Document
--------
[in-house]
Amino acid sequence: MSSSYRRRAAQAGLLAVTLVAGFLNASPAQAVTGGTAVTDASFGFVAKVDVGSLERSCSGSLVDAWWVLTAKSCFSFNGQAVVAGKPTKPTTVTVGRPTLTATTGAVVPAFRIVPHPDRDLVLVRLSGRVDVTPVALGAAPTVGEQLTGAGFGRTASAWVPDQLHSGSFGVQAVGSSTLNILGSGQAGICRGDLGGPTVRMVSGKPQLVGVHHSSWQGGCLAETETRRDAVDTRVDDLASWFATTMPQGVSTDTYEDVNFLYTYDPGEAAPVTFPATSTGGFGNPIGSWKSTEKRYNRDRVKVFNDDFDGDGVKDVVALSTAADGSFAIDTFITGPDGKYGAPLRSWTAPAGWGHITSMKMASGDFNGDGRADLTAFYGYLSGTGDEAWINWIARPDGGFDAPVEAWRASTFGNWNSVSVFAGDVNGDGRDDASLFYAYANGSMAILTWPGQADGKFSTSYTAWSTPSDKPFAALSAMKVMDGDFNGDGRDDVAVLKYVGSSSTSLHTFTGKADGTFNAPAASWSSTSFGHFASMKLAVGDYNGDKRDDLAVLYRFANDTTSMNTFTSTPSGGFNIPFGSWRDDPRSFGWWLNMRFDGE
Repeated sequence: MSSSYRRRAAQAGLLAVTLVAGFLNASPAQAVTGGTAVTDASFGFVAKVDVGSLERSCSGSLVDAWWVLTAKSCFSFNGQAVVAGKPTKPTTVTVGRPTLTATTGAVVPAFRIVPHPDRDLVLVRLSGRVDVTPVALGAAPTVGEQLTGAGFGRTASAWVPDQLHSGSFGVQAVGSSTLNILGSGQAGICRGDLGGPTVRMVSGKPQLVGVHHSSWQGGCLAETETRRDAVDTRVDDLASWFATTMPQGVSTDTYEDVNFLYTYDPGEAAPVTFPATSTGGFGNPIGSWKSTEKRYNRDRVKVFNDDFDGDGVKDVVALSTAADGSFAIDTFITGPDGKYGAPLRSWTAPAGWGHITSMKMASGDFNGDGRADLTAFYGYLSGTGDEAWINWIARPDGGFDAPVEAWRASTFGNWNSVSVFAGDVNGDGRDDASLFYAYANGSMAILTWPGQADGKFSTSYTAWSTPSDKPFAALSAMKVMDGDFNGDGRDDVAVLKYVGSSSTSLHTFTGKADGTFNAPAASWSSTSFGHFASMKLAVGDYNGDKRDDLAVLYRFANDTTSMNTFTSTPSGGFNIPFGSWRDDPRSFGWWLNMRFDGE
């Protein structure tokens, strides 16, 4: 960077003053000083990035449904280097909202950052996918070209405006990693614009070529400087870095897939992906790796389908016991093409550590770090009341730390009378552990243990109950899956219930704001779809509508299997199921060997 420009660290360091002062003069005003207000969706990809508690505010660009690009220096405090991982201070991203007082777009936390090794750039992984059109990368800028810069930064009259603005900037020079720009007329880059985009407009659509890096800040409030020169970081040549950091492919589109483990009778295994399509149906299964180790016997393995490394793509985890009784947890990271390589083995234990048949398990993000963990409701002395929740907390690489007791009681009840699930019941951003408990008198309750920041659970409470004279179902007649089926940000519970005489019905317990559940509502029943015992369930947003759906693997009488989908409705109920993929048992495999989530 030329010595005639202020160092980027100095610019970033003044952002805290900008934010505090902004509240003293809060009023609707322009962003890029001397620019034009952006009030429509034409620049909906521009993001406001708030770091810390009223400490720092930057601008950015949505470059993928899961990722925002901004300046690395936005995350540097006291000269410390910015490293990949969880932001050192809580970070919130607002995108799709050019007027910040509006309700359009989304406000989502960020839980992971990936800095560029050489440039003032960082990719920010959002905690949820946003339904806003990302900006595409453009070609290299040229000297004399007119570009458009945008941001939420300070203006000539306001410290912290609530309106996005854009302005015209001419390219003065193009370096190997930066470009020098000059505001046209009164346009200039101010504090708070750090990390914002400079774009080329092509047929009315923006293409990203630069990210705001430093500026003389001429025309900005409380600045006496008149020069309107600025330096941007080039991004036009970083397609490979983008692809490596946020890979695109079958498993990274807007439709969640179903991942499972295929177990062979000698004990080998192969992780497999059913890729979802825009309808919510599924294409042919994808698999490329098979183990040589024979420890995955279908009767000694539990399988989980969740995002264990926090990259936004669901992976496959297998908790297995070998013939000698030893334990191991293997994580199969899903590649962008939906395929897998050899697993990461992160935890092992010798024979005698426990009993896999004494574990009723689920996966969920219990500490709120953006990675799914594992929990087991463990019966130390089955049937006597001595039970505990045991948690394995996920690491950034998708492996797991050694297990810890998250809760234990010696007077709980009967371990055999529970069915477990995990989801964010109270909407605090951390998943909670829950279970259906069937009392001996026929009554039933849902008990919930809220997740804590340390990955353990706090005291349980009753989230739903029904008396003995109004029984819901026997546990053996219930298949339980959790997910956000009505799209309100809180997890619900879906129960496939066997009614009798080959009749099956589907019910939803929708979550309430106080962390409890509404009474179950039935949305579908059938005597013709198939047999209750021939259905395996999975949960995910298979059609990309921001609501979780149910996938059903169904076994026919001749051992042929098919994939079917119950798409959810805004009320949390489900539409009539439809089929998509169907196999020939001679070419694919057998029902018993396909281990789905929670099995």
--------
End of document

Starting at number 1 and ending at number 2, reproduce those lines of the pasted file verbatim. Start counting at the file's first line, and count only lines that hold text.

[in-house]
Amino acid sequence: MSSSYRRRAAQAGLLAVTLVAGFLNASPAQAVTGGTAVTDASFGFVAKVDVGSLERSCSGSLVDAWWVLTAKSCFSFNGQAVVAGKPTKPTTVTVGRPTLTATTGAVVPAFRIVPHPDRDLVLVRLSGRVDVTPVALGAAPTVGEQLTGAGFGRTASAWVPDQLHSGSFGVQAVGSSTLNILGSGQAGICRGDLGGPTVRMVSGKPQLVGVHHSSWQGGCLAETETRRDAVDTRVDDLASWFATTMPQGVSTDTYEDVNFLYTYDPGEAAPVTFPATSTGGFGNPIGSWKSTEKRYNRDRVKVFNDDFDGDGVKDVVALSTAADGSFAIDTFITGPDGKYGAPLRSWTAPAGWGHITSMKMASGDFNGDGRADLTAFYGYLSGTGDEAWINWIARPDGGFDAPVEAWRASTFGNWNSVSVFAGDVNGDGRDDASLFYAYANGSMAILTWPGQADGKFSTSYTAWSTPSDKPFAALSAMKVMDGDFNGDGRDDVAVLKYVGSSSTSLHTFTGKADGTFNAPAASWSSTSFGHFASMKLAVGDYNGDKRDDLAVLYRFANDTTSMNTFTSTPSGGFNIPFGSWRDDPRSFGWWLNMRFDGE